By John Poirier
WASHINGTON, May 21 (Reuters) - The U.S. House of Representatives on Monday voted 371-16 to pass a bill barring commercial companies from operating a bank, seeking to maintain a separation between the two industries.
The measure requires a company to generate at least 85 percent of its revenues from financial services in order to own and operate a type of bank known as an industrial loan company (ILC).
The vote was taken in the midst of a one-year regulatory moratorium on ILC applications by commercial companies. The Federal Deposit Insurance Corporation, which reviews the applications, has given Congress until January 2008 to decide.
The bill also seeks to grandfather ILCs established before October 2003, but would place some restrictions on certain ILCs that changed ownership after that date.
Similar legislation was introduced in the U.S. Senate earlier this month.
ILCs are state-chartered banks with access to federal deposit insurance. They can offer deposit accounts, mortgages, credit cards, loans and other services.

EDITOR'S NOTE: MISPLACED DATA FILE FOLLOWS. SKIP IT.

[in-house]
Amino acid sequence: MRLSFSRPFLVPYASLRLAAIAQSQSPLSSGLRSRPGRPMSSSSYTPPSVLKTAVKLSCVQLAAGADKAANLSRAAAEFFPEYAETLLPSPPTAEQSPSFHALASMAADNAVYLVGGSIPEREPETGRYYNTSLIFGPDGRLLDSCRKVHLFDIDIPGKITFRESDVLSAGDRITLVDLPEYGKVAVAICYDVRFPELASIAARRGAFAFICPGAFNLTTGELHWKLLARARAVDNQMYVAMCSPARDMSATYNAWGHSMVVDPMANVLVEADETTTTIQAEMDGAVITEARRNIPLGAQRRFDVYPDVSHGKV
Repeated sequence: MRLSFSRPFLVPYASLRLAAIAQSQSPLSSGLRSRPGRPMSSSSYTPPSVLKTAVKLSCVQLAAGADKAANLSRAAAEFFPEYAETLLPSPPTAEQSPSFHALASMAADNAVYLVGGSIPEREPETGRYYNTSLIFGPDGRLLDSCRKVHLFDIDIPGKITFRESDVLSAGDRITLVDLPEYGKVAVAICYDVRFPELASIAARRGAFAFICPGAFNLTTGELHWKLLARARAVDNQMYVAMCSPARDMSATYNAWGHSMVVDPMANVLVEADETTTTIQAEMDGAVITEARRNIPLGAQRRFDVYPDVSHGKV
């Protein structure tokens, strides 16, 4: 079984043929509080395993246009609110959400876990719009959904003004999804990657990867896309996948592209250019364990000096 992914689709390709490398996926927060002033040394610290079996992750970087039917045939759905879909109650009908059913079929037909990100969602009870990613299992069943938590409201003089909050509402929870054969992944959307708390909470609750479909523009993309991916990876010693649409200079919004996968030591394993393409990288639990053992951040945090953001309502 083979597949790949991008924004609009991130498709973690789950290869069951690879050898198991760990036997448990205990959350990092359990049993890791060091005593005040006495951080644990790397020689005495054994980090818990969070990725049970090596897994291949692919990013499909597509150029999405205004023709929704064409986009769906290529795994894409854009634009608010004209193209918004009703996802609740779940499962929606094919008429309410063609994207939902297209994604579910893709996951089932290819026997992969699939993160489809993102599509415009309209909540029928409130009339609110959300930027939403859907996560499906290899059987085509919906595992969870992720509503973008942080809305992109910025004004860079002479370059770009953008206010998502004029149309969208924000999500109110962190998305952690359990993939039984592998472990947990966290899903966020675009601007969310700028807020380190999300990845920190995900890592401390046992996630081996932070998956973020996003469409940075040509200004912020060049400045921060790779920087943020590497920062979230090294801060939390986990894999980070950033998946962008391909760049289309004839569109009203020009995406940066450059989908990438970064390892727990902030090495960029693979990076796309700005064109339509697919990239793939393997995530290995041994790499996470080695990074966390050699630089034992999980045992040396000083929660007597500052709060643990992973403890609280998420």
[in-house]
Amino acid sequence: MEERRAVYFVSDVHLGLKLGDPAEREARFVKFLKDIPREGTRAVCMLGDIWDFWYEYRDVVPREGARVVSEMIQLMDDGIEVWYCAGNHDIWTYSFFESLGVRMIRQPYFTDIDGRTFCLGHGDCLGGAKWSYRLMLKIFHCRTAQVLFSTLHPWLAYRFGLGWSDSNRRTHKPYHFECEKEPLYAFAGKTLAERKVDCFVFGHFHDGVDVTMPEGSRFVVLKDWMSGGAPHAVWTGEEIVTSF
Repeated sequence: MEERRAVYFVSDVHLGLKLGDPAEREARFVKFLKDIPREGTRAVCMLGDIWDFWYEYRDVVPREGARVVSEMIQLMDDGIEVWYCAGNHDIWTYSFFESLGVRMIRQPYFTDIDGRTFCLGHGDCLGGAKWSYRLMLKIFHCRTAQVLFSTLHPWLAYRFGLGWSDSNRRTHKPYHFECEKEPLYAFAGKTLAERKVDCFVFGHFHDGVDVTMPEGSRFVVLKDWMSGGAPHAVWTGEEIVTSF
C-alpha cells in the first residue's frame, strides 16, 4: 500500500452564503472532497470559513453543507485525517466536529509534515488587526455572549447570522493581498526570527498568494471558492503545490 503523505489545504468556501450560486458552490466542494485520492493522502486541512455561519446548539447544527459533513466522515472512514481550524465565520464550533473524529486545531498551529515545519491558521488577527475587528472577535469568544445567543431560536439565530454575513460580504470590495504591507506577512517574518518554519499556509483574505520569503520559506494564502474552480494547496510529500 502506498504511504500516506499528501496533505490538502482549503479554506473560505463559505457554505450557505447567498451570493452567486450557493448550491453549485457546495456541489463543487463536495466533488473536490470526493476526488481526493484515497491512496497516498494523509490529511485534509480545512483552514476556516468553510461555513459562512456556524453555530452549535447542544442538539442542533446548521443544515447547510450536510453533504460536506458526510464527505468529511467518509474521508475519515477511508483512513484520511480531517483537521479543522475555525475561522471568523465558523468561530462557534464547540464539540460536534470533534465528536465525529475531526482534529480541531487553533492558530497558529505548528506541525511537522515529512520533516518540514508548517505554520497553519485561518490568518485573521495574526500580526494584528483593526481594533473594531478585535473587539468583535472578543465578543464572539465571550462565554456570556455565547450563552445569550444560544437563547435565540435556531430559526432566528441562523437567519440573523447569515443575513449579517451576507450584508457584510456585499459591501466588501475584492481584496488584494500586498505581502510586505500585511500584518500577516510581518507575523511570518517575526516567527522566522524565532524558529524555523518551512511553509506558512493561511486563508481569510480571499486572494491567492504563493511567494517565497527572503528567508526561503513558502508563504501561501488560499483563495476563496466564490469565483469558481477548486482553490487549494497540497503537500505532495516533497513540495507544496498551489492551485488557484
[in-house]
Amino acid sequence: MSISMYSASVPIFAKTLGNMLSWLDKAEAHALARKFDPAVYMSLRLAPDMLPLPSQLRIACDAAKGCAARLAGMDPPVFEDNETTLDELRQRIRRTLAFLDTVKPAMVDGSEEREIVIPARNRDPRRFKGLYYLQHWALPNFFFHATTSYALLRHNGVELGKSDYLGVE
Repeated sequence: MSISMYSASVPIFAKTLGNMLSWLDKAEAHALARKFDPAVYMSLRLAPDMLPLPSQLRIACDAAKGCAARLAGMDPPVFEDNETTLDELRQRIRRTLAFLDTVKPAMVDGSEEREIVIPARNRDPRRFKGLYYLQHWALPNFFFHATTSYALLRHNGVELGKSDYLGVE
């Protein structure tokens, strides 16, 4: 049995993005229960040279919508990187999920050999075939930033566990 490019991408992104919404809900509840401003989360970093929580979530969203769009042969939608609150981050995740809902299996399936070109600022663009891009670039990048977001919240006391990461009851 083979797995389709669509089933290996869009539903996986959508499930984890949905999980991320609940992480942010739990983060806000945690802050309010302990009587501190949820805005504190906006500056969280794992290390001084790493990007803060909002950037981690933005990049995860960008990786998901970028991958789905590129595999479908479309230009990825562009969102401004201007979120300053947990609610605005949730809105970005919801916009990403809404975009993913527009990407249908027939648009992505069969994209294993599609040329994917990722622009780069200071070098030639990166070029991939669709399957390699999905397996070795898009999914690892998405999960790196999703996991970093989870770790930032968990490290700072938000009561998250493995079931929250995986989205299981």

U.S. banks, especially smaller ones, have voiced concern about a surge in ILCs over the last two decades, saying they could be forced out of business if Wal-Mart Stores Inc. and Home Depot Inc. enter the industry.
Target Corp. and German automakerAG , already have ILCs.
In March, Wal-Mart abandoned plans to open an ILC and Home Depot has an application pending before the FDIC.
Home Depot, which opposes the bill, said applications filed with the FDIC before any legislation was considered should be allowed to proceed even if such legislation becomes law.
"Our application is strong and has been submitted within existing laws," Home Depot spokesman Tony Wilbert said.
ILCs, which represent less than 2 percent of industry assets, have grown to $212 billion at the end of 2006, according to the FDIC's latest figures. The biggest ILC bank is Merrill Lynch Bank USA , which had about $67 billion in assets last year.
"It is my hope that the Senate can find a consensus approach as well to remove the cloud of uncertainty over the ILC charter and allow the ILC industry to continue as a strong, safe and sound component of the banking sector," FDIC Chairman Sheila Bair said.